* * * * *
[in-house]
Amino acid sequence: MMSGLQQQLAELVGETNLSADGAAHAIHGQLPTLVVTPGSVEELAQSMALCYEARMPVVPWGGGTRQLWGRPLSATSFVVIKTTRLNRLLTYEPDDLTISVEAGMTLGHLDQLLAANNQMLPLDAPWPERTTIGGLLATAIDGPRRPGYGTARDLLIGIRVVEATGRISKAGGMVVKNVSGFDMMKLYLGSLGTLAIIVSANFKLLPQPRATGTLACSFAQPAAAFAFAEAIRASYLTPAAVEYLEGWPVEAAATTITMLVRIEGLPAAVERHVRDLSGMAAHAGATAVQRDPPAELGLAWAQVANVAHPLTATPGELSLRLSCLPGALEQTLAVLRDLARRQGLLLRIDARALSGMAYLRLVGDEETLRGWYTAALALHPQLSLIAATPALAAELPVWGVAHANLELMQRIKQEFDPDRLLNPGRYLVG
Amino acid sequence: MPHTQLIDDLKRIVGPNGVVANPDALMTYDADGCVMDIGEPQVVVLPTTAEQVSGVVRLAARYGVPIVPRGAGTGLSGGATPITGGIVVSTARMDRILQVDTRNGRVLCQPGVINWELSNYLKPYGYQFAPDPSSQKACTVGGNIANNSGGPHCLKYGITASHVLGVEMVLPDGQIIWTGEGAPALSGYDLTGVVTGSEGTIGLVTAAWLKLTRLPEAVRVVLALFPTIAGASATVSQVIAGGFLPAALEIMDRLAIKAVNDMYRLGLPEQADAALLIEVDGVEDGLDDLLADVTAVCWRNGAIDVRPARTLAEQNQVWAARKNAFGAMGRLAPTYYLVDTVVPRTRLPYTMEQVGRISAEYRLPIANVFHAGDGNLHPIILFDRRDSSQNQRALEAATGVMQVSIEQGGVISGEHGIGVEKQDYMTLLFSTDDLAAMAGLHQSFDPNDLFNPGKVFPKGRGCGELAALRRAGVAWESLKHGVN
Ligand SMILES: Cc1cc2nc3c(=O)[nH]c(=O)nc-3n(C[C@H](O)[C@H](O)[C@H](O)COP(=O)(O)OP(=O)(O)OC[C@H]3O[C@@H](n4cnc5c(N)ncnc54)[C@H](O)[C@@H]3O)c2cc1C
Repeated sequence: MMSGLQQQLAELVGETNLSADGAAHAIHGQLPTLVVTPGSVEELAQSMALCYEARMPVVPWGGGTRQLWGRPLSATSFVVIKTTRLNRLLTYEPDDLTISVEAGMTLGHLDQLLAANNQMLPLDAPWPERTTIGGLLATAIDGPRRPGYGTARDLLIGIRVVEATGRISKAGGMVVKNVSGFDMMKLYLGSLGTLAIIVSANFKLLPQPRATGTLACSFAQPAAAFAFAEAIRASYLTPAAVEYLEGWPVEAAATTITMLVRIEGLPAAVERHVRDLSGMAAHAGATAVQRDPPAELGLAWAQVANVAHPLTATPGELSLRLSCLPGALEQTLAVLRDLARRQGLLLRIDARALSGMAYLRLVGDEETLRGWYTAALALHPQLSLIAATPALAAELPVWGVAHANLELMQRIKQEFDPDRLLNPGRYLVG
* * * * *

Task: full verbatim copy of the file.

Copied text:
[in-house]
Amino acid sequence: MMSGLQQQLAELVGETNLSADGAAHAIHGQLPTLVVTPGSVEELAQSMALCYEARMPVVPWGGGTRQLWGRPLSATSFVVIKTTRLNRLLTYEPDDLTISVEAGMTLGHLDQLLAANNQMLPLDAPWPERTTIGGLLATAIDGPRRPGYGTARDLLIGIRVVEATGRISKAGGMVVKNVSGFDMMKLYLGSLGTLAIIVSANFKLLPQPRATGTLACSFAQPAAAFAFAEAIRASYLTPAAVEYLEGWPVEAAATTITMLVRIEGLPAAVERHVRDLSGMAAHAGATAVQRDPPAELGLAWAQVANVAHPLTATPGELSLRLSCLPGALEQTLAVLRDLARRQGLLLRIDARALSGMAYLRLVGDEETLRGWYTAALALHPQLSLIAATPALAAELPVWGVAHANLELMQRIKQEFDPDRLLNPGRYLVG
Amino acid sequence: MPHTQLIDDLKRIVGPNGVVANPDALMTYDADGCVMDIGEPQVVVLPTTAEQVSGVVRLAARYGVPIVPRGAGTGLSGGATPITGGIVVSTARMDRILQVDTRNGRVLCQPGVINWELSNYLKPYGYQFAPDPSSQKACTVGGNIANNSGGPHCLKYGITASHVLGVEMVLPDGQIIWTGEGAPALSGYDLTGVVTGSEGTIGLVTAAWLKLTRLPEAVRVVLALFPTIAGASATVSQVIAGGFLPAALEIMDRLAIKAVNDMYRLGLPEQADAALLIEVDGVEDGLDDLLADVTAVCWRNGAIDVRPARTLAEQNQVWAARKNAFGAMGRLAPTYYLVDTVVPRTRLPYTMEQVGRISAEYRLPIANVFHAGDGNLHPIILFDRRDSSQNQRALEAATGVMQVSIEQGGVISGEHGIGVEKQDYMTLLFSTDDLAAMAGLHQSFDPNDLFNPGKVFPKGRGCGELAALRRAGVAWESLKHGVN
Ligand SMILES: Cc1cc2nc3c(=O)[nH]c(=O)nc-3n(C[C@H](O)[C@H](O)[C@H](O)COP(=O)(O)OP(=O)(O)OC[C@H]3O[C@@H](n4cnc5c(N)ncnc54)[C@H](O)[C@@H]3O)c2cc1C
Repeated sequence: MMSGLQQQLAELVGETNLSADGAAHAIHGQLPTLVVTPGSVEELAQSMALCYEARMPVVPWGGGTRQLWGRPLSATSFVVIKTTRLNRLLTYEPDDLTISVEAGMTLGHLDQLLAANNQMLPLDAPWPERTTIGGLLATAIDGPRRPGYGTARDLLIGIRVVEATGRISKAGGMVVKNVSGFDMMKLYLGSLGTLAIIVSANFKLLPQPRATGTLACSFAQPAAAFAFAEAIRASYLTPAAVEYLEGWPVEAAATTITMLVRIEGLPAAVERHVRDLSGMAAHAGATAVQRDPPAELGLAWAQVANVAHPLTATPGELSLRLSCLPGALEQTLAVLRDLARRQGLLLRIDARALSGMAYLRLVGDEETLRGWYTAALALHPQLSLIAATPALAAELPVWGVAHANLELMQRIKQEFDPDRLLNPGRYLVG